Alevtina Anisimova (b. 1995, Petrozavodsk)
I graduated in Pedagogical Education: English and German Languages from Petrozavodsk State University. I have been a Garage intern since September 2018. I worked as a moderator on the project Art Experiment. The Miracle of Light. Currently my main interest is the potential possibilities of using pedagogical education in a museum environment.

Since I joined the project later than the rest of the mediators, I was a little bit (in fact, a lot) scared. The fear of getting someone into trouble, or failing to cope with my work, etc. is always there in my head, especially when I’m overthinking too much (in this particular case, I mean thinking about what a mediator should be like, and how well I fit this role at all). With every shift however, it got slightly better and easier, as I gradually realized that not all of the visitors eagerly engage in dialogue, not everyone is ready to share their thoughts with a stranger, and some simply don’t have enough time to spend in the Museum, and therefore I shouldn’t blame myself for all these things. Obviously, it is really nice to meet with people who initially wish to communicate—in my case, for instance, a dialogue over a cup of coffee is usually initiated by the visitors. This is why these conversations happen not so often, but it doesn’t make them less valuable. Frankly speaking, I feel more comfortable when talking to people “outside of the stairs”, and such dialogues are usually more intense, since people don’t feel tied to a certain issue—but rather see that their opinion is interesting as such, not within a selected project.

It is quite amazing that people make Linda’s puppets so enthusiastically! And it is equally amazing how their opinions about her workshop vary. For example, one woman, when sharing her thoughts with me, said that participatory projects should not be temporary. Roughly speaking, a person should be able to come to a museum and see what they left there ten decades ago. She also noticed that our space helps people concentrate too much, and when it happens, people tend to do what they already can do, instead of discovering their creative potential. She made me think about it.

One man suggested an interesting way of engaging the audience, somewhat of the Chinese whispers game: the mediator talks to a person, tells them about the project, etc., and then leaves. The person cannot leave until they pass this knowledge to someone else, and so on. But then there is the question why we need mediators at all, if visitors can interact with themselves. And whether we should control such interaction.

The project is slowly but surely coming to an end, and the accompanying reflection is inevitable. If in the very beginning I felt the lack of art historical/ cultural background to be an art mediator, now I understand that it is even better for me in some ways (although the project obviously boosted me to acquire such a background, since it is absolutely necessary). Why? It may sound strange, but some visitors were surprised yet pleased to learn that I didn’t have professional art historical training. Speaking with younger audiences (students and high school graduates), my story inspired them a lot. Some people still think of museums as elite institutions, so when they hear that I am a frustrated teacher from another city that began to realize that education is not a lifetime stigma and that they can end up working in a museum too, if they wish.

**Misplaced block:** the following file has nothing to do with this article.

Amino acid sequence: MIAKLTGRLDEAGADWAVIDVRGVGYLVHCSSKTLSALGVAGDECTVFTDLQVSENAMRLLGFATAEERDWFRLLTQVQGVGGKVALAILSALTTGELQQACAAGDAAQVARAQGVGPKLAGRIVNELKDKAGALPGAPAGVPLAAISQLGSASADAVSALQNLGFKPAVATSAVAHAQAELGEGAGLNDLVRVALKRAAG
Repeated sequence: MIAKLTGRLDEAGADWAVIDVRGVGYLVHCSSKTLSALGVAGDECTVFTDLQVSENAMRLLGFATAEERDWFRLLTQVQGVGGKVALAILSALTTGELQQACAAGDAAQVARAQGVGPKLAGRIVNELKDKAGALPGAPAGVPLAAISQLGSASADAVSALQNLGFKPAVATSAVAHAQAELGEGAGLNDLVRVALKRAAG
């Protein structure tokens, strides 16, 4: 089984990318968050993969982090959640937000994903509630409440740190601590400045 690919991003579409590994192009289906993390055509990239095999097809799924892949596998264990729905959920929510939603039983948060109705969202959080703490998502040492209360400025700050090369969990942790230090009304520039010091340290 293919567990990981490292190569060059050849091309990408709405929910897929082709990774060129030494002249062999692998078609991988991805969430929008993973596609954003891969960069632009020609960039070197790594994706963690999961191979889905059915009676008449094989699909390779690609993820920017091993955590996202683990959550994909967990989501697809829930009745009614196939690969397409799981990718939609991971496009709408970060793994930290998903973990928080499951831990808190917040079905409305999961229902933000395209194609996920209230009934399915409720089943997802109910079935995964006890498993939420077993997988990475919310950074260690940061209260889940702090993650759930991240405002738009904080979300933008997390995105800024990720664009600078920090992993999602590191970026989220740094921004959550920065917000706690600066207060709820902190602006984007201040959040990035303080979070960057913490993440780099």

Towards the end of the project I started loving conversations over tea-drinking. The thing I liked the most was how people gradually open up more and more and eventually trust you. Whereas in the beginning of the discussion they seemed frightened to be judged for their opinions (which was especially evident with the cups about feminism and social diversity), further through the dialogue they were not embarrassed anymore to speak openly and sometimes even sharply. But no matter how much I really enjoyed talking to people at Ladder Café, I see my main failure: the dialogues were very seldom built around the questions on the mugs, jumping from one topic to another, therefore everything valuable that I received therefrom is valuable personally for me, rather than for the Museum or artists. But anyway, I’m grateful to Garage for acquainting me with a large number of totally different but equally interesting people. At times I felt like we were really sharing some energy with each other, not merely drinking tea and talking. I will remember many of those people for a long time, I guess.

Generally, it seems that I have found an answer to my question about what an art mediator should be like. The mediator should not impose their opinion, should not try to “feed” the visitor with tons of information, especially if the latter is not ready to communicate too much with a stranger. A mediator is someone who has to be able to behave differently, depending on the person they interact with, be it a regular museum goer or a someone who accidently came in while sheltering from the rain in the park. A mediator should bear in mind whether the person better perceives information via listening or touching, etc. A mediator is a person who encourages and inspires. And being such a person is a decent task and goal.